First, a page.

Scott Ball / Rivard Report
San Antonio Professional Firefighters Association President Chris Steele withdrew from a scheduled panel discussion Thursday night with Mayor Ron Nirenberg about three controversial proposed City charter amendments on the November ballot.
Christian Archer, campaign manager of the Go Vote No political action committee formed to defeat the ballot measures, told the Rivard Report that he received word from the event’s organizers that Steele had canceled within hours of the scheduled start of the discussion, which was to take place at the University of Texas at San Antonio’s Downtown Campus at 6:45 p.m.
“[This] really should upset every taxpayer in San Antonio because the impacts of these amendments that he’s perpetrated – this fraud that he put on San Antonio taxpayers – would end up raising our taxes, lowering city services, and pitting neighborhoods against neighborhoods, and making our economic momentum come to a screeching halt,” Nirenberg told reporters later at his campaign headquarters.
Steele, who typically avoids public appearances outside of union-organized events, agreed to participate in the panel more than a month ago, Archer said. But a post on the union’s Facebook page Thursday night said the firefighters union never guaranteed its leader would take part.
After a press conference earlier Thursday at the Bexar County Democratic Party’s headquarters, where he officially celebrated the party’s endorsement of the propositions, Steele repeatedly refused to answer questions from reporters –including a question about whether he would attend the panel discussion – as he left the press conference and went to his vehicle.
The union leader also has refused about a dozen invitations from the City to start negotiating a new labor contract. Those invitations started in February 2014, before the current contract expired on Sept. 30, 2014.
After Steele pulled out Thursday evening, the firefighters union’s Vote YES campaign proposed sending Reinette King, one of its leaders, in Steele’s place, but Archer said the town hall-style event, hosted by the San Antonio Express-News and UTSA, could not take place without Steele.
“We agreed to meet and to do it with Chris Steele, because he’s the one that started these terrible propositions,” Archer said.
King is a health consultant and former Zoning Commission member who ran for the City Council District 10 seat in 2017.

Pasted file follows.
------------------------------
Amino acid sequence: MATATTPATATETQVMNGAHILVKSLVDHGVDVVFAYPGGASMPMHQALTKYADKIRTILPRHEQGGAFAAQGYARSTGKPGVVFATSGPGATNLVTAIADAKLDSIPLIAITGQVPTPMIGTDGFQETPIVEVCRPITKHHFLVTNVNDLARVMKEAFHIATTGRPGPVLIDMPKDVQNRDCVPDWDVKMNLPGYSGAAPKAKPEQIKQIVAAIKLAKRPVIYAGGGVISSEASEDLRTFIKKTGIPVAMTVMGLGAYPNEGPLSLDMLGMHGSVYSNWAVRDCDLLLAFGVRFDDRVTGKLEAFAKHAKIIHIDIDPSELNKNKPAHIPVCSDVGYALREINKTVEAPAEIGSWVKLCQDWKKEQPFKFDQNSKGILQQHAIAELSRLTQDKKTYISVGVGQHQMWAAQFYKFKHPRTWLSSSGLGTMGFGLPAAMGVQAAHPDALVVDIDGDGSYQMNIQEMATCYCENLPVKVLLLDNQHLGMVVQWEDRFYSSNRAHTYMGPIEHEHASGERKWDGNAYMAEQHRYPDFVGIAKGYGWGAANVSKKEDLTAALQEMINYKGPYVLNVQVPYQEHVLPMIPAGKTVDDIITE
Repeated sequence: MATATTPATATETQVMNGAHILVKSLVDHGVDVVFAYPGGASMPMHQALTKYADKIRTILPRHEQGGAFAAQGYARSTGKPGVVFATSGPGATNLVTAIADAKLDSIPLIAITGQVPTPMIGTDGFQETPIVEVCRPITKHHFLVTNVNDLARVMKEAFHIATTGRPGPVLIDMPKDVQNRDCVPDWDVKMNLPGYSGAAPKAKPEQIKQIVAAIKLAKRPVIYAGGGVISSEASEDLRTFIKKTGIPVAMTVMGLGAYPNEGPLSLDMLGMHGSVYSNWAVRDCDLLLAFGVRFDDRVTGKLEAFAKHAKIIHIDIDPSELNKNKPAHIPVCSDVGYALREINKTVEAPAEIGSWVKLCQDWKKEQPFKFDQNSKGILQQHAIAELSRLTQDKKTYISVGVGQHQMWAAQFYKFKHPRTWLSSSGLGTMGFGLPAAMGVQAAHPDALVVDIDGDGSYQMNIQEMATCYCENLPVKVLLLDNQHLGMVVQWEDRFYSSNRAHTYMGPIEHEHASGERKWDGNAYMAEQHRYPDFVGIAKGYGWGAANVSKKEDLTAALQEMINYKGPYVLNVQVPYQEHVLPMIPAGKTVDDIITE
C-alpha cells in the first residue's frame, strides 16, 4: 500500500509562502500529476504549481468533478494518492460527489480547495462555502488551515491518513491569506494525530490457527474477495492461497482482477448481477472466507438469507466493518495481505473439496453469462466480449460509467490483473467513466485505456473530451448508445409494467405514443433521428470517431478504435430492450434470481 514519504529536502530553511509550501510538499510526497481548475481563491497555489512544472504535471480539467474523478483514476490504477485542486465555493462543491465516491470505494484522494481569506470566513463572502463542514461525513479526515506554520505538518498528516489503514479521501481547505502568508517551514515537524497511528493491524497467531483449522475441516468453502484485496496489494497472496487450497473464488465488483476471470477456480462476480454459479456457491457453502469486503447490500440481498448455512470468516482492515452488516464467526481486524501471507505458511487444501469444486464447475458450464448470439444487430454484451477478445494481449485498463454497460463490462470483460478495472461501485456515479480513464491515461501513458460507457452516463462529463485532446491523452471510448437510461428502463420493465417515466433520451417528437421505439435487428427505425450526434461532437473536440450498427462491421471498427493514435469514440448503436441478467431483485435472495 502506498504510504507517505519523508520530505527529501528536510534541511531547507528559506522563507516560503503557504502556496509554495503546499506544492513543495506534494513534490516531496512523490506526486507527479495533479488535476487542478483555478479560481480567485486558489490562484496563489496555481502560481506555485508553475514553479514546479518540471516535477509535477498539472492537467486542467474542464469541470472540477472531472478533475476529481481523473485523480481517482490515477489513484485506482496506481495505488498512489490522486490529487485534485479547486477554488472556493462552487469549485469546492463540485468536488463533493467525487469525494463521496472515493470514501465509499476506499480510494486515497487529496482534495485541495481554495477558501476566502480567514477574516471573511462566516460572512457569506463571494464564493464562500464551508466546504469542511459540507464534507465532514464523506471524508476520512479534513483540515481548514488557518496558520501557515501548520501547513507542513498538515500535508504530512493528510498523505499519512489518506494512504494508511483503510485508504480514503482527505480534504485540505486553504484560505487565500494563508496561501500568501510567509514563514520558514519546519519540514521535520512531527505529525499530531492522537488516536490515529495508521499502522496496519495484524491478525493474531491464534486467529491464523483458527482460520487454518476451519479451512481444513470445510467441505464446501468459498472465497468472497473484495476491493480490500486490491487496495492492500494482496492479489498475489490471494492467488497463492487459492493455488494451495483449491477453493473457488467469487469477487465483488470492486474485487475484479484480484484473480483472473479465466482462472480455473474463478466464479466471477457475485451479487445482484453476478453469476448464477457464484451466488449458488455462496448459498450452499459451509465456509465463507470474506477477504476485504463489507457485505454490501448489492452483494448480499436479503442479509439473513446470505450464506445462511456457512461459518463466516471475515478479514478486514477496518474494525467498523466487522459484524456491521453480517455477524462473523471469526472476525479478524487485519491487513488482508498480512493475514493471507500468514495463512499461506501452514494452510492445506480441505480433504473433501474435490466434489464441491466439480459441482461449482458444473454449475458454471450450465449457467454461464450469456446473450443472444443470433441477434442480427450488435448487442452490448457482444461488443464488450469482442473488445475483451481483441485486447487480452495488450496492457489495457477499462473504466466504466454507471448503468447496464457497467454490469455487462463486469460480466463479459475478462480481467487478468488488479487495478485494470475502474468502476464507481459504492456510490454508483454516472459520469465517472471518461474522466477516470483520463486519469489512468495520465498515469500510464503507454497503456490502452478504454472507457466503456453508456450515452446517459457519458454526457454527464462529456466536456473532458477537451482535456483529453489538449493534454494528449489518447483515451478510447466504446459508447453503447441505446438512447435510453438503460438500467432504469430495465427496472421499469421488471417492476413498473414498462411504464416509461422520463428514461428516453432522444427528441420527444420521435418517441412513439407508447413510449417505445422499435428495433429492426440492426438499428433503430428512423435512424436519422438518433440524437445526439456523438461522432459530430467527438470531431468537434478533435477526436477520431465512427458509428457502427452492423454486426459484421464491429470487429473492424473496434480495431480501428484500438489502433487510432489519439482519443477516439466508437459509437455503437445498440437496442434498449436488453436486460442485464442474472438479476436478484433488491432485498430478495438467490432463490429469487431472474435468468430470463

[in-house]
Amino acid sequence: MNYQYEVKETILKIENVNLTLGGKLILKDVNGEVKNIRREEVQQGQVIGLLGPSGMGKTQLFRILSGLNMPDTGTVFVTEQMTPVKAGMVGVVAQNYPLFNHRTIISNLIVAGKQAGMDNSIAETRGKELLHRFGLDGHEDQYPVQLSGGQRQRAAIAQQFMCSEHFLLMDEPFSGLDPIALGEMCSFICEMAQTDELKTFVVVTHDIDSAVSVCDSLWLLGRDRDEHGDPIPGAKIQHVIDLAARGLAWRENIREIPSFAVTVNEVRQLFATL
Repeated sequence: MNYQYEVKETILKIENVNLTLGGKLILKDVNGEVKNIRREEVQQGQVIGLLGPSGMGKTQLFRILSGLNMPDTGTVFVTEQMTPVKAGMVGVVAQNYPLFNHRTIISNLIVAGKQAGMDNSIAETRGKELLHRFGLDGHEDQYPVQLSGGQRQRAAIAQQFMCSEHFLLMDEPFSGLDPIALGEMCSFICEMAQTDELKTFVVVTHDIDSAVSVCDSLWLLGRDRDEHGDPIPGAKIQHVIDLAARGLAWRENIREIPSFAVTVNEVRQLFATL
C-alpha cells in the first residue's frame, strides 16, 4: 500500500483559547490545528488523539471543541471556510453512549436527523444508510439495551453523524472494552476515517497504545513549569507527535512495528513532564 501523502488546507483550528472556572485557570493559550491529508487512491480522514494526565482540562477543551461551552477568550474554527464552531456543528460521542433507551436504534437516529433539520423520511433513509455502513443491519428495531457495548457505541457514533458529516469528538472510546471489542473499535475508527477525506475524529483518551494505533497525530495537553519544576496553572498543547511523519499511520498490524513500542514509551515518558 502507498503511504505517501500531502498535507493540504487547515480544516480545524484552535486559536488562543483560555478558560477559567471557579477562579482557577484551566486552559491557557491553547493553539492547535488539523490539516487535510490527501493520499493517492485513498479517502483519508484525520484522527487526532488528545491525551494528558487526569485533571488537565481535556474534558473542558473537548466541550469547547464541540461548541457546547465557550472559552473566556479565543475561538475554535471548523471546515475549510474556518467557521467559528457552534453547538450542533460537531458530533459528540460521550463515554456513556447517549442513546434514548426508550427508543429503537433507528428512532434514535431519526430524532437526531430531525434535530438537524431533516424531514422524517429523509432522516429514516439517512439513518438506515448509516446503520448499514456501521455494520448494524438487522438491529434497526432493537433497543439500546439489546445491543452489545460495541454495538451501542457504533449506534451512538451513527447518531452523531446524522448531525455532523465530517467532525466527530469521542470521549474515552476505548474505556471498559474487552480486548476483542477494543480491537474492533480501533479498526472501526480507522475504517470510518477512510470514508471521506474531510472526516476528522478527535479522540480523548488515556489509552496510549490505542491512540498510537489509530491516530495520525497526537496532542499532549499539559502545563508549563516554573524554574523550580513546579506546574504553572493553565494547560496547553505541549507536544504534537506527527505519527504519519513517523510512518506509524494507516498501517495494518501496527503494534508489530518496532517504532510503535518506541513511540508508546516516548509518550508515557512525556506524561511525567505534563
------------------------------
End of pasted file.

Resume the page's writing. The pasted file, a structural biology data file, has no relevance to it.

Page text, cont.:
“Reinette was among the core group of community stakeholders who came up with these propositions,” the union said in a statement released after Steele’s withdrawal. “… Chief Christopher Steele made the decision [to cancel] late today after visiting with multiple stakeholders who helped design these propositions.”
When contacted for comment, Steele deferred to the union’s statement.
On its Facebook page, the union said it never guaranteed Steele’s participation. “We committed to [send] a participant from vote yes [sic]. She [King] was there and the mayor walked away. … The mayor chose to cancel the event instead of being engaged with the constituents he serves.”
Asked if he was aware that Steele never guaranteed his presence, Nirenberg said, “That is an absolute lie.”
O. Ricardo Pimentel, the editorial page editor of the San Antonio Express-News, stated in an email that the event’s sponsors canceled the discussion despite the willingness of King to participate because “the event deserved the panelists who originally agreed to appear.”
The proposed charter amendments – Propositions A, B, and C on the ballot – would (A) make it easier for citizens to put proposed ordinances and financial decisions to a public vote, (B) limit future city managers’ salaries and tenure, and (C) force binding arbitration between the union and the City for a new labor contract.
The fire union initiated the propositions earlier this year, gathering enough petition signatures to place the items on the ballot, and are largely thought to be connected to the nonexistent contract negotiations between the union and City. A 10-year evergreen clause keeps the terms of the old labor agreement in place until 2024 or until a new one is reached.
The Go Vote No PAC, the mayor, many business leaders, and labor advocates say Prop A would allow special-interest groups to bombard City government with referenda and reverse Council decisions. Such policy uncertainty, they say, would threaten the City’s AAA bond rating and cost the city millions in increased interest payments.
After getting word of Steele’s withdrawal from the event, Nirenberg tweeted:
— Mayor Ron Nirenberg (@Ron_Nirenberg) September 20, 2018